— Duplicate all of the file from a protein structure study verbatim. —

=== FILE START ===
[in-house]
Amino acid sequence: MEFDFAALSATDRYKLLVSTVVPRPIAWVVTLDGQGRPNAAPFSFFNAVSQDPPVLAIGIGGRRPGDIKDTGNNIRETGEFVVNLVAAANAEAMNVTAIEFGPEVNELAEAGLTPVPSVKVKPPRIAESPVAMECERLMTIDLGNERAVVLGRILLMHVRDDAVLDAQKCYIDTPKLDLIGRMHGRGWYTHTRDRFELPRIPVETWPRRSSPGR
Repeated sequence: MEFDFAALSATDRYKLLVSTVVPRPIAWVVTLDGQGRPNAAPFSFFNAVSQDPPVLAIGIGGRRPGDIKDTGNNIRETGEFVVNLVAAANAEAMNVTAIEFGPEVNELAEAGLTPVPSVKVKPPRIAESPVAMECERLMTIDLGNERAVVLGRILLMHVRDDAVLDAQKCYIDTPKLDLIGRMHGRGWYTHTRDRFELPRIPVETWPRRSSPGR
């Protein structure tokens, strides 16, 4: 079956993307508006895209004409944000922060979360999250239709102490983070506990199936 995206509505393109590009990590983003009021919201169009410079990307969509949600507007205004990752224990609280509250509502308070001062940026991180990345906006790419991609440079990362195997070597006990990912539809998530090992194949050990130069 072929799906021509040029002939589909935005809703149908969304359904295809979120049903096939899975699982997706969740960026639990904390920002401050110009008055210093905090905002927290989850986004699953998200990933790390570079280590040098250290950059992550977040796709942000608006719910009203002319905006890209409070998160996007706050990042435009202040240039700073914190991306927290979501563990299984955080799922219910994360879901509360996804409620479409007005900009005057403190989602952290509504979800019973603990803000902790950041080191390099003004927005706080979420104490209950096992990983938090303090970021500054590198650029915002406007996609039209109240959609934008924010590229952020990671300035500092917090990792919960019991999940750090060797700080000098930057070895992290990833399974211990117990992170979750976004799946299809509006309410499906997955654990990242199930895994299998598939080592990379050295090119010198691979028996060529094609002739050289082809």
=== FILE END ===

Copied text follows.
[in-house]
Amino acid sequence: MEFDFAALSATDRYKLLVSTVVPRPIAWVVTLDGQGRPNAAPFSFFNAVSQDPPVLAIGIGGRRPGDIKDTGNNIRETGEFVVNLVAAANAEAMNVTAIEFGPEVNELAEAGLTPVPSVKVKPPRIAESPVAMECERLMTIDLGNERAVVLGRILLMHVRDDAVLDAQKCYIDTPKLDLIGRMHGRGWYTHTRDRFELPRIPVETWPRRSSPGR
Repeated sequence: MEFDFAALSATDRYKLLVSTVVPRPIAWVVTLDGQGRPNAAPFSFFNAVSQDPPVLAIGIGGRRPGDIKDTGNNIRETGEFVVNLVAAANAEAMNVTAIEFGPEVNELAEAGLTPVPSVKVKPPRIAESPVAMECERLMTIDLGNERAVVLGRILLMHVRDDAVLDAQKCYIDTPKLDLIGRMHGRGWYTHTRDRFELPRIPVETWPRRSSPGR
């Protein structure tokens, strides 16, 4: 079956993307508006895209004409944000922060979360999250239709102490983070506990199936 995206509505393109590009990590983003009021919201169009410079990307969509949600507007205004990752224990609280509250509502308070001062940026991180990345906006790419991609440079990362195997070597006990990912539809998530090992194949050990130069 072929799906021509040029002939589909935005809703149908969304359904295809979120049903096939899975699982997706969740960026639990904390920002401050110009008055210093905090905002927290989850986004699953998200990933790390570079280590040098250290950059992550977040796709942000608006719910009203002319905006890209409070998160996007706050990042435009202040240039700073914190991306927290979501563990299984955080799922219910994360879901509360996804409620479409007005900009005057403190989602952290509504979800019973603990803000902790950041080191390099003004927005706080979420104490209950096992990983938090303090970021500054590198650029915002406007996609039209109240959609934008924010590229952020990671300035500092917090990792919960019991999940750090060797700080000098930057070895992290990833399974211990117990992170979750976004799946299809509006309410499906997955654990990242199930895994299998598939080592990379050295090119010198691979028996060529094609002739050289082809």